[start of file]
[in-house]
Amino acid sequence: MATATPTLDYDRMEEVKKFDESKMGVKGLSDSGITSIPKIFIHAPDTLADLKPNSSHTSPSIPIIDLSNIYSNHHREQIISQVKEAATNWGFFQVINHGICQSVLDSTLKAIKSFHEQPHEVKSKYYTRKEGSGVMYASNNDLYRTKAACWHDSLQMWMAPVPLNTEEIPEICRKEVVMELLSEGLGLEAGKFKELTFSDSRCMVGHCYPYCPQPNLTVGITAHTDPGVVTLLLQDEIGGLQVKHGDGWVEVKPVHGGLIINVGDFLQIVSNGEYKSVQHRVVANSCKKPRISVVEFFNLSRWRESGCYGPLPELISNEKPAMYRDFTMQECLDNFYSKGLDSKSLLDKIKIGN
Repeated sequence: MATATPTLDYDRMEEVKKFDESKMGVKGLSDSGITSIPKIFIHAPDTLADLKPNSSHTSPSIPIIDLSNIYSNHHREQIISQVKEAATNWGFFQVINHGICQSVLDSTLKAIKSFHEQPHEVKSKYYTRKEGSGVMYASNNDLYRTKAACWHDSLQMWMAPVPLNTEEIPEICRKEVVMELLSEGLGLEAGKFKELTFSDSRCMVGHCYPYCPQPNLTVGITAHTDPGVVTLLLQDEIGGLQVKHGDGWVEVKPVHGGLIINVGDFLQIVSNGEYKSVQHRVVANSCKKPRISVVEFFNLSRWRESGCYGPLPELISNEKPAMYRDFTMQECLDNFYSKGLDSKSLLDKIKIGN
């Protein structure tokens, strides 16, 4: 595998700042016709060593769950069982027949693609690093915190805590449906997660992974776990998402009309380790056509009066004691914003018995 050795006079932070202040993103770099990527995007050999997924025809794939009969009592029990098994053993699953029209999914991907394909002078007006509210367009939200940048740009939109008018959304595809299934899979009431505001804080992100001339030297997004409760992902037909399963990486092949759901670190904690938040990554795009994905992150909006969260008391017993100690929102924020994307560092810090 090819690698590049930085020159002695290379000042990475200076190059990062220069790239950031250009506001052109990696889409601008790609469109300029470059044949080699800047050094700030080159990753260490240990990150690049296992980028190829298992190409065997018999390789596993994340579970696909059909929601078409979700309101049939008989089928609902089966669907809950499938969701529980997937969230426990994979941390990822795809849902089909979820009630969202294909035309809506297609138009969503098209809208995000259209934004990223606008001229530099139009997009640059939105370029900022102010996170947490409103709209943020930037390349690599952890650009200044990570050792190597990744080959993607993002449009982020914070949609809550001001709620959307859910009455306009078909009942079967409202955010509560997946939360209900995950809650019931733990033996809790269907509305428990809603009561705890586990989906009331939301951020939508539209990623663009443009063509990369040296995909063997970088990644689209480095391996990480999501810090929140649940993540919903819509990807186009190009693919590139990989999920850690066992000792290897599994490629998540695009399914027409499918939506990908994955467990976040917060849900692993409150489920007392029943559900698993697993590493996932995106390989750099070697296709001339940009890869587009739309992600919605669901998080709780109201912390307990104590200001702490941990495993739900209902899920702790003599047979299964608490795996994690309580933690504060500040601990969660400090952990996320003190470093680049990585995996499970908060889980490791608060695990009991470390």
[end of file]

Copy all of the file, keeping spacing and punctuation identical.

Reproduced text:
[in-house]
Amino acid sequence: MATATPTLDYDRMEEVKKFDESKMGVKGLSDSGITSIPKIFIHAPDTLADLKPNSSHTSPSIPIIDLSNIYSNHHREQIISQVKEAATNWGFFQVINHGICQSVLDSTLKAIKSFHEQPHEVKSKYYTRKEGSGVMYASNNDLYRTKAACWHDSLQMWMAPVPLNTEEIPEICRKEVVMELLSEGLGLEAGKFKELTFSDSRCMVGHCYPYCPQPNLTVGITAHTDPGVVTLLLQDEIGGLQVKHGDGWVEVKPVHGGLIINVGDFLQIVSNGEYKSVQHRVVANSCKKPRISVVEFFNLSRWRESGCYGPLPELISNEKPAMYRDFTMQECLDNFYSKGLDSKSLLDKIKIGN
Repeated sequence: MATATPTLDYDRMEEVKKFDESKMGVKGLSDSGITSIPKIFIHAPDTLADLKPNSSHTSPSIPIIDLSNIYSNHHREQIISQVKEAATNWGFFQVINHGICQSVLDSTLKAIKSFHEQPHEVKSKYYTRKEGSGVMYASNNDLYRTKAACWHDSLQMWMAPVPLNTEEIPEICRKEVVMELLSEGLGLEAGKFKELTFSDSRCMVGHCYPYCPQPNLTVGITAHTDPGVVTLLLQDEIGGLQVKHGDGWVEVKPVHGGLIINVGDFLQIVSNGEYKSVQHRVVANSCKKPRISVVEFFNLSRWRESGCYGPLPELISNEKPAMYRDFTMQECLDNFYSKGLDSKSLLDKIKIGN
């Protein structure tokens, strides 16, 4: 595998700042016709060593769950069982027949693609690093915190805590449906997660992974776990998402009309380790056509009066004691914003018995 050795006079932070202040993103770099990527995007050999997924025809794939009969009592029990098994053993699953029209999914991907394909002078007006509210367009939200940048740009939109008018959304595809299934899979009431505001804080992100001339030297997004409760992902037909399963990486092949759901670190904690938040990554795009994905992150909006969260008391017993100690929102924020994307560092810090 090819690698590049930085020159002695290379000042990475200076190059990062220069790239950031250009506001052109990696889409601008790609469109300029470059044949080699800047050094700030080159990753260490240990990150690049296992980028190829298992190409065997018999390789596993994340579970696909059909929601078409979700309101049939008989089928609902089966669907809950499938969701529980997937969230426990994979941390990822795809849902089909979820009630969202294909035309809506297609138009969503098209809208995000259209934004990223606008001229530099139009997009640059939105370029900022102010996170947490409103709209943020930037390349690599952890650009200044990570050792190597990744080959993607993002449009982020914070949609809550001001709620959307859910009455306009078909009942079967409202955010509560997946939360209900995950809650019931733990033996809790269907509305428990809603009561705890586990989906009331939301951020939508539209990623663009443009063509990369040296995909063997970088990644689209480095391996990480999501810090929140649940993540919903819509990807186009190009693919590139990989999920850690066992000792290897599994490629998540695009399914027409499918939506990908994955467990976040917060849900692993409150489920007392029943559900698993697993590493996932995106390989750099070697296709001339940009890869587009739309992600919605669901998080709780109201912390307990104590200001702490941990495993739900209902899920702790003599047979299964608490795996994690309580933690504060500040601990969660400090952990996320003190470093680049990585995996499970908060889980490791608060695990009991470390």